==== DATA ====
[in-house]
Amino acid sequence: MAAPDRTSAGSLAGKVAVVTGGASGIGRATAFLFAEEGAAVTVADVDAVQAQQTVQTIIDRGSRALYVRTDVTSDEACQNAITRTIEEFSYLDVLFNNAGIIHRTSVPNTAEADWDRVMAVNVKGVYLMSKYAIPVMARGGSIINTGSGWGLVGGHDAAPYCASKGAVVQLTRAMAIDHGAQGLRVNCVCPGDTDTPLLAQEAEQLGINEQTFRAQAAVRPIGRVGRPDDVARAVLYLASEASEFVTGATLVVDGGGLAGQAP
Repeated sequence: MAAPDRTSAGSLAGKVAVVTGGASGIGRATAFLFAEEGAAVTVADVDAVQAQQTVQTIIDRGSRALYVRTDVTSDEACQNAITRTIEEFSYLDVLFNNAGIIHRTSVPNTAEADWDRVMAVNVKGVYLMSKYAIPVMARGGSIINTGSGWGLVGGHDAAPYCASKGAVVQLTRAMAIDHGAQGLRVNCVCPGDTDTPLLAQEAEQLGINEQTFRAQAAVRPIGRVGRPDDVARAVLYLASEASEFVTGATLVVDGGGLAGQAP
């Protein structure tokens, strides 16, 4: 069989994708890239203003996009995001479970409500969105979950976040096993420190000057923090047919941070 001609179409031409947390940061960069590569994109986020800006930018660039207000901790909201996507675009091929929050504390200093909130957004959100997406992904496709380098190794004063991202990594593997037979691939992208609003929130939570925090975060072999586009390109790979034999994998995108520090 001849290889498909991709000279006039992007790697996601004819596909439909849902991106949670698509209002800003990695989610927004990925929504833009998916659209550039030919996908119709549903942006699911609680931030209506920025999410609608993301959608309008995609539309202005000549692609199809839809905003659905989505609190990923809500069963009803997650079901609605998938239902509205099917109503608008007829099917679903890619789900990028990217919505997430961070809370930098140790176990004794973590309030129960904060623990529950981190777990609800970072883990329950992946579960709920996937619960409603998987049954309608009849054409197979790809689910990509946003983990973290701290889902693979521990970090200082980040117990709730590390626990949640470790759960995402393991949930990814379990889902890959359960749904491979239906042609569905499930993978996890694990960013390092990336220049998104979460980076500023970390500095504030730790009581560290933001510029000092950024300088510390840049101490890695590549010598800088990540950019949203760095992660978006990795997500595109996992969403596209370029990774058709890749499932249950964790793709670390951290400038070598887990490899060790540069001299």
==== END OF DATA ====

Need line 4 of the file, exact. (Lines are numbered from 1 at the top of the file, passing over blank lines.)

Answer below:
């Protein structure tokens, strides 16, 4: 069989994708890239203003996009995001479970409500969105979950976040096993420190000057923090047919941070 001609179409031409947390940061960069590569994109986020800006930018660039207000901790909201996507675009091929929050504390200093909130957004959100997406992904496709380098190794004063991202990594593997037979691939992208609003929130939570925090975060072999586009390109790979034999994998995108520090 001849290889498909991709000279006039992007790697996601004819596909439909849902991106949670698509209002800003990695989610927004990925929504833009998916659209550039030919996908119709549903942006699911609680931030209506920025999410609608993301959608309008995609539309202005000549692609199809839809905003659905989505609190990923809500069963009803997650079901609605998938239902509205099917109503608008007829099917679903890619789900990028990217919505997430961070809370930098140790176990004794973590309030129960904060623990529950981190777990609800970072883990329950992946579960709920996937619960409603998987049954309608009849054409197979790809689910990509946003983990973290701290889902693979521990970090200082980040117990709730590390626990949640470790759960995402393991949930990814379990889902890959359960749904491979239906042609569905499930993978996890694990960013390092990336220049998104979460980076500023970390500095504030730790009581560290933001510029000092950024300088510390840049101490890695590549010598800088990540950019949203760095992660978006990795997500595109996992969403596209370029990774058709890749499932249950964790793709670390951290400038070598887990490899060790540069001299």